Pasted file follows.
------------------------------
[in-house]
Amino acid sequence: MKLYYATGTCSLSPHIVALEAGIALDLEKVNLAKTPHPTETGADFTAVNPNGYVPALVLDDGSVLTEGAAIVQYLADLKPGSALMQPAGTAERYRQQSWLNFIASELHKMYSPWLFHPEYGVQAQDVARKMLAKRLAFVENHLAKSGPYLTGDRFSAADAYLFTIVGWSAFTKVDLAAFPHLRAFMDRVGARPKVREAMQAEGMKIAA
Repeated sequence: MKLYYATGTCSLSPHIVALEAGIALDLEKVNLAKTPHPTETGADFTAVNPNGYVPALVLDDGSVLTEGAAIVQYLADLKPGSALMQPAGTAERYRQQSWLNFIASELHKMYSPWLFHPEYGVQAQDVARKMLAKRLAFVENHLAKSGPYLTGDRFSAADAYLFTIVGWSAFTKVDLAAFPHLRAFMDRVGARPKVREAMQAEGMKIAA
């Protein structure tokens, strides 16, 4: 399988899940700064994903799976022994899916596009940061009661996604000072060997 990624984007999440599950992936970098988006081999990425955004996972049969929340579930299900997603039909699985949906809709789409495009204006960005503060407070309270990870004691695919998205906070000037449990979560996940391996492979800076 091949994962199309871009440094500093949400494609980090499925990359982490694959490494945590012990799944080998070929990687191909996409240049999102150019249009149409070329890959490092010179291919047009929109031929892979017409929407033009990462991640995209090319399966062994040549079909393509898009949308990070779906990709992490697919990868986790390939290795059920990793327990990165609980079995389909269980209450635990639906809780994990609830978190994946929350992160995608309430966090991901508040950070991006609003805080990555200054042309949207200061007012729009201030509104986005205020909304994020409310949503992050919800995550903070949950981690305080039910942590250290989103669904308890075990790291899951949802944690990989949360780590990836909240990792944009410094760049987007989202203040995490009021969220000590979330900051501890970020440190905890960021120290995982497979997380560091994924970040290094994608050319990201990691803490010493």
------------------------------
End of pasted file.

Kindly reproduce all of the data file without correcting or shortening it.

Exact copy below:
[in-house]
Amino acid sequence: MKLYYATGTCSLSPHIVALEAGIALDLEKVNLAKTPHPTETGADFTAVNPNGYVPALVLDDGSVLTEGAAIVQYLADLKPGSALMQPAGTAERYRQQSWLNFIASELHKMYSPWLFHPEYGVQAQDVARKMLAKRLAFVENHLAKSGPYLTGDRFSAADAYLFTIVGWSAFTKVDLAAFPHLRAFMDRVGARPKVREAMQAEGMKIAA
Repeated sequence: MKLYYATGTCSLSPHIVALEAGIALDLEKVNLAKTPHPTETGADFTAVNPNGYVPALVLDDGSVLTEGAAIVQYLADLKPGSALMQPAGTAERYRQQSWLNFIASELHKMYSPWLFHPEYGVQAQDVARKMLAKRLAFVENHLAKSGPYLTGDRFSAADAYLFTIVGWSAFTKVDLAAFPHLRAFMDRVGARPKVREAMQAEGMKIAA
């Protein structure tokens, strides 16, 4: 399988899940700064994903799976022994899916596009940061009661996604000072060997 990624984007999440599950992936970098988006081999990425955004996972049969929340579930299900997603039909699985949906809709789409495009204006960005503060407070309270990870004691695919998205906070000037449990979560996940391996492979800076 091949994962199309871009440094500093949400494609980090499925990359982490694959490494945590012990799944080998070929990687191909996409240049999102150019249009149409070329890959490092010179291919047009929109031929892979017409929407033009990462991640995209090319399966062994040549079909393509898009949308990070779906990709992490697919990868986790390939290795059920990793327990990165609980079995389909269980209450635990639906809780994990609830978190994946929350992160995608309430966090991901508040950070991006609003805080990555200054042309949207200061007012729009201030509104986005205020909304994020409310949503992050919800995550903070949950981690305080039910942590250290989103669904308890075990790291899951949802944690990989949360780590990836909240990792944009410094760049987007989202203040995490009021969220000590979330900051501890970020440190905890960021120290995982497979997380560091994924970040290094994608050319990201990691803490010493």